But enough of that, let’s leave it. Have you written since


I have. the poet writes, as dogs howl or cats mew
or small fish coyly spawn. What else am I to do?
I write about everything – write even for you, up there,
So that flying you may know of my life and of how I fare
When between the rows of houses, blown up and tumbling
The bloodshot light of the moon reels drunkenly around,
when the city squares bulge, all of them stricken,
Breathing stops, and even the sky seems sicken,
And the planes keep coming on, then disappear, and then
All swoop, like jabbering madness down from the sky again!
I write; what else can I do? If you knew how dangerous
A poem can be, how frail, how capricious a single verse…
For that involves courage too – you see? Poets write,
Cats mew, dogs howl, small fish…. and so on; but you who
What do you know? Nothing. You listen, but all you hear
Is the plane you have just left droning on in your ear;
No use denying it, friend. It’s become part of you.
What do you think about as you fly above in the blue?


Laugh at me: I’m scared. And I long to lie in repose
On a bed beside my love, and for these eyes to close.
Or else, under my breathe, I would softly hum her a tune
In the wild and steamy chaos of the flying-men’s canteen.
Up there, I want to come down; down here, to be back in
In this world moulded for me, for me there is no place.
And I know full well, I have grown too fond of my
True; but, when hit, the rhythm both suffer at is the same….
But you know and will write about it! It won’t be a secret
that I,
Who now just destroy, homeless between the earth and the sky,
Lived as a man lives. Alas, who’d understand or believe it?
Will you write of me?


If I live, if there’s anyone left to read it.

27 April 1941



Like Hans Fallada in Germany, Miklós was too sensitive a writer not to be aware of the zeitgeist, not to have noticed the writing on the wall or the fact that his identity did not fit with the promoted image of the ideal citizen being stamped upon the country's identity. According to the Hungarian view, prevalent at that time, Radnóti was not Hungarian, but a Jew, and as such could be humiliated, and destroyed and yet he stayed, witnessed, and recorded  even up to the last moment he was writing down his experience, his thoughts and feelings. It is this and the quality of what he wrote that has made him recognised posthumously as one of the greatest Hungarian writers.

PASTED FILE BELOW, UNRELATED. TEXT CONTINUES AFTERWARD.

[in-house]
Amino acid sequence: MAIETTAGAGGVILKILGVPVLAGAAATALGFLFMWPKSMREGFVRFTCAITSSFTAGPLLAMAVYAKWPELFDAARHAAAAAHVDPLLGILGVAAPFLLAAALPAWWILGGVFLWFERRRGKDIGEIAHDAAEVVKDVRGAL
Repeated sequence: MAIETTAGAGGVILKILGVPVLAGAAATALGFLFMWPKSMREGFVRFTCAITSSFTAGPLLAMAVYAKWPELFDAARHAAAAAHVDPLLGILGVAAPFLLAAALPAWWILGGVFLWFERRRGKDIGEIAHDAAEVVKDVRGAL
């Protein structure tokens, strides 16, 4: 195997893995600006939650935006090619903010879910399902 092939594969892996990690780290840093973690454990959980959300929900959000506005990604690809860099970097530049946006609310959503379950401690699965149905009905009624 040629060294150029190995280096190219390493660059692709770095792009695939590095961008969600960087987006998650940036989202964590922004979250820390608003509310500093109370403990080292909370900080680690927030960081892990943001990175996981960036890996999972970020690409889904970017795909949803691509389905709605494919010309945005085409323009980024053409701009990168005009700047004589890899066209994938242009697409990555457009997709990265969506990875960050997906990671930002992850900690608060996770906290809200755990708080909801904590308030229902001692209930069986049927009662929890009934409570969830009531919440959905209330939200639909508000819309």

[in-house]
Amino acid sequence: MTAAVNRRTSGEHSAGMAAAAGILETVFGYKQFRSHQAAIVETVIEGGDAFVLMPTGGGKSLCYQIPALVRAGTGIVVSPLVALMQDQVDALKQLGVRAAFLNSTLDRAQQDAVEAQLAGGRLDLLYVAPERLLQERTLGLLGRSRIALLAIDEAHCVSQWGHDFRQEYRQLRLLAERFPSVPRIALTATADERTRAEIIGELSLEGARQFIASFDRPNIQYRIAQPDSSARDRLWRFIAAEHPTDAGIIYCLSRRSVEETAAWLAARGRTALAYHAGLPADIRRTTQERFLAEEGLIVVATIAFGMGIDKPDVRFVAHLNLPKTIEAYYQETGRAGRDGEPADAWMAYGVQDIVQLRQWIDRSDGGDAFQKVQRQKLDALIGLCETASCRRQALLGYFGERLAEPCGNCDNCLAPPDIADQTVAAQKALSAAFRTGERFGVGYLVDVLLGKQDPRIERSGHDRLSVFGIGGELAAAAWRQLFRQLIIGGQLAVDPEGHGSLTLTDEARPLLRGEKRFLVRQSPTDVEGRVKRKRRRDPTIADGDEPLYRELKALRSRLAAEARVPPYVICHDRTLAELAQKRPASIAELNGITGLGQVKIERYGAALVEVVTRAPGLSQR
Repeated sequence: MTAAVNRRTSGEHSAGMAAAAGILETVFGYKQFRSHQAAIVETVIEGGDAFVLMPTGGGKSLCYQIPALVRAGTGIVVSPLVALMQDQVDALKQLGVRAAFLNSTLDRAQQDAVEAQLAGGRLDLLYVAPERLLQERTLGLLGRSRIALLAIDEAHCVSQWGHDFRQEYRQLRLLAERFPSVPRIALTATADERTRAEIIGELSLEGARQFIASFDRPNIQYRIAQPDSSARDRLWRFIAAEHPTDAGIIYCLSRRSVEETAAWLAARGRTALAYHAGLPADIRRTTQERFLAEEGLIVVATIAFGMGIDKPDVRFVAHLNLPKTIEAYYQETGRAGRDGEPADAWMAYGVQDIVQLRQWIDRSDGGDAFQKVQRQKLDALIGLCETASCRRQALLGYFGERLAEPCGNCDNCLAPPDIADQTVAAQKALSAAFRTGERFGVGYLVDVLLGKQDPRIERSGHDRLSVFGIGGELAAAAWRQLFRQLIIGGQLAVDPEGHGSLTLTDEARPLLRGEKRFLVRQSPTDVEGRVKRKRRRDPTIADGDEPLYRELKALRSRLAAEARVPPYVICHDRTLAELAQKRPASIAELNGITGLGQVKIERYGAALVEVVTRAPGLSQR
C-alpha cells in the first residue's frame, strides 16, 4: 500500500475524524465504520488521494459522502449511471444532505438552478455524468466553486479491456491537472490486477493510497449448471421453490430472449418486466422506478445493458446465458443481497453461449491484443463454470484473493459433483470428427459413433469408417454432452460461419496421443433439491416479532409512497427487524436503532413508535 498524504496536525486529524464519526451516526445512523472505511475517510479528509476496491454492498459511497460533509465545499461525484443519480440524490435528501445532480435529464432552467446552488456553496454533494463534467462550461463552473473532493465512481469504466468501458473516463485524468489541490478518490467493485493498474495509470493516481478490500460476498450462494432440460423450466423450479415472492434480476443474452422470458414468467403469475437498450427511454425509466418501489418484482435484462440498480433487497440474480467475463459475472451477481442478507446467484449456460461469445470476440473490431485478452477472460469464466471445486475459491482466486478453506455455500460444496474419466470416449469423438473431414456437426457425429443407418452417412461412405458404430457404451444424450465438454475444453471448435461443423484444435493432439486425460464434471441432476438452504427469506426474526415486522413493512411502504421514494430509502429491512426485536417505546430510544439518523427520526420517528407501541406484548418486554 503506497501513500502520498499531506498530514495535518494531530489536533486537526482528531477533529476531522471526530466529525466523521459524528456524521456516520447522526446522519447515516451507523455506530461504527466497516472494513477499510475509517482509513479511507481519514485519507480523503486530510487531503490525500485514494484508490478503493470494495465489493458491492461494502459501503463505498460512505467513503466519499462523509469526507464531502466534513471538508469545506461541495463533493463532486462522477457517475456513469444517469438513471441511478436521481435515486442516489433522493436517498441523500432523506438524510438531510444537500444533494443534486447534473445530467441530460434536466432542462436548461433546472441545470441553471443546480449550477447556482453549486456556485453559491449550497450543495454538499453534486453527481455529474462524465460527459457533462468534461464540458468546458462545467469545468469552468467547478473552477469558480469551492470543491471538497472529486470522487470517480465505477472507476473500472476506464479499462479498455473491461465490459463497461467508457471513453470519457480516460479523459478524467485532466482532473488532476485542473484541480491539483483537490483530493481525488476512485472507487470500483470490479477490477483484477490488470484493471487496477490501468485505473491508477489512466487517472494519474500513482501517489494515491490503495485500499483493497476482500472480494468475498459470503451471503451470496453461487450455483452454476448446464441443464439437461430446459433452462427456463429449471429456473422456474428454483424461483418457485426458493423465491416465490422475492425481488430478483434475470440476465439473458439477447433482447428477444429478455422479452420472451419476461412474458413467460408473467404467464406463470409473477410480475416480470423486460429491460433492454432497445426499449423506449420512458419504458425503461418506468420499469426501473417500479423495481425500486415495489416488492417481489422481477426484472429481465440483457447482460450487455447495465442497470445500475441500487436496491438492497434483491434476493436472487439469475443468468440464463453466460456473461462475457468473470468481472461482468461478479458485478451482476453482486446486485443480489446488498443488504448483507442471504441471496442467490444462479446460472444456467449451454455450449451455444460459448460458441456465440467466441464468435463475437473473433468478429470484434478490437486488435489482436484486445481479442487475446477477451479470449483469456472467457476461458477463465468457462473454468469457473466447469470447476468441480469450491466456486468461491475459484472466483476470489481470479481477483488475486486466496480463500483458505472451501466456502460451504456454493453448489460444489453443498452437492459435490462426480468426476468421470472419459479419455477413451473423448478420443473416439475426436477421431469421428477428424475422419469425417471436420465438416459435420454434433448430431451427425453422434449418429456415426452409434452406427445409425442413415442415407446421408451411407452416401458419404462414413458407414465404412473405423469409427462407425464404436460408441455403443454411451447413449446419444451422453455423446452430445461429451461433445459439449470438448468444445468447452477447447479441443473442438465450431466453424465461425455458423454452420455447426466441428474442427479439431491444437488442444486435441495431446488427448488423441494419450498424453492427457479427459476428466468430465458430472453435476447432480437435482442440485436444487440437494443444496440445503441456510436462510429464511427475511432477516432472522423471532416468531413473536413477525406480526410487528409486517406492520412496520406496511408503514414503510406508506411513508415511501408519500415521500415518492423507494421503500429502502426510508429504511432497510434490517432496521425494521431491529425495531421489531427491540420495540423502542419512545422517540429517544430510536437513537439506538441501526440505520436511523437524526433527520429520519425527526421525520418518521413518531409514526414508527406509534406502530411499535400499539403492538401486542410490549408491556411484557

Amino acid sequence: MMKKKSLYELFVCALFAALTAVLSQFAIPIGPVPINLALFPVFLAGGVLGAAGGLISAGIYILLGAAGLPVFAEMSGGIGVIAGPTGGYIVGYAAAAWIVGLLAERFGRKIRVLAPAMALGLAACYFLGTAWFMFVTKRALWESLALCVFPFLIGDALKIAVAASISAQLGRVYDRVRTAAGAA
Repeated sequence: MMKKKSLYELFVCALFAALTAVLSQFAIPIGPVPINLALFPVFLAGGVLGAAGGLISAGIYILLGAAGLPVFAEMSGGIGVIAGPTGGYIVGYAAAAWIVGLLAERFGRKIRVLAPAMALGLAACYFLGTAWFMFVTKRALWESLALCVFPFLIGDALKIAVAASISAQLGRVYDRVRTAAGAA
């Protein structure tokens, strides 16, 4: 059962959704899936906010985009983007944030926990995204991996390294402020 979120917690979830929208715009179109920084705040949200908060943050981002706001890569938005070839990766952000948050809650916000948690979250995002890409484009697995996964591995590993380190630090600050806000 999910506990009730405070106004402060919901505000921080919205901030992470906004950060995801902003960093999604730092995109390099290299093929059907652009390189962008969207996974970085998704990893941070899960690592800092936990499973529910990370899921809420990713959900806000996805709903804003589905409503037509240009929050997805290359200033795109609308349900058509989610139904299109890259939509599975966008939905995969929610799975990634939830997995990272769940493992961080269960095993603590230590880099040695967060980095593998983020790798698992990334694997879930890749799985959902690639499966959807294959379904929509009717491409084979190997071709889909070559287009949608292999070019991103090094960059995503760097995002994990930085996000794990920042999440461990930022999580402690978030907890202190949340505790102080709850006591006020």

forced_march Forced March is made up of poems from Miklós Radnóti’s last three books: Keep Walking, You Death Condemned (1936), Steep Path (1938) and the final collection Foamy Sky (1946), providing an introduction to his mature work, to the poetry that came to define him as not just a great writer, but as a great man, or as his friend and fellow poet István Vas, said that “Radnóti’s poems are among the rare masterpieces that combine artistic and moral perfection….. not just an exciting body of work, not just truly great poems, but also an example of human and artistic integrity, that is as embarrassing and absurd as it is imperative”.


Forced March

A fool he is who, collapsed,       rises and walks again,
Ankles and knees moving          alone, like wandering pain,
Yet he, as if wings uplifted him,          sets out on his way,
And in vain the ditch calls him           back, who dares not stay.
And if asked why not, he might answer     - without leaving his path -
That his wife was awaiting him,         and a saner, more beautiful death.
Poor fool! He's out of his mind:          now, for a long time,
Only scorched winds have whirled       over the houses at home,
The wall has been laid low,                the plum tree is broken there,
The night of our native hearth             flutters, thick with fear.
Oh if only I could believe                   that everything of worth
Were not just in my heart -                 that I still had a home on earth;
If only I had! As before,                  jam made fresh from the plum
Would cool on the old verandah,        in peace the bee would hum
And an end-of-summer stillness        would bask in the drowsy garden,
Naked among the leaves                would sway the fruit-trees burden,
And Fanni would be waiting,             blonde, by the russet hedgerow,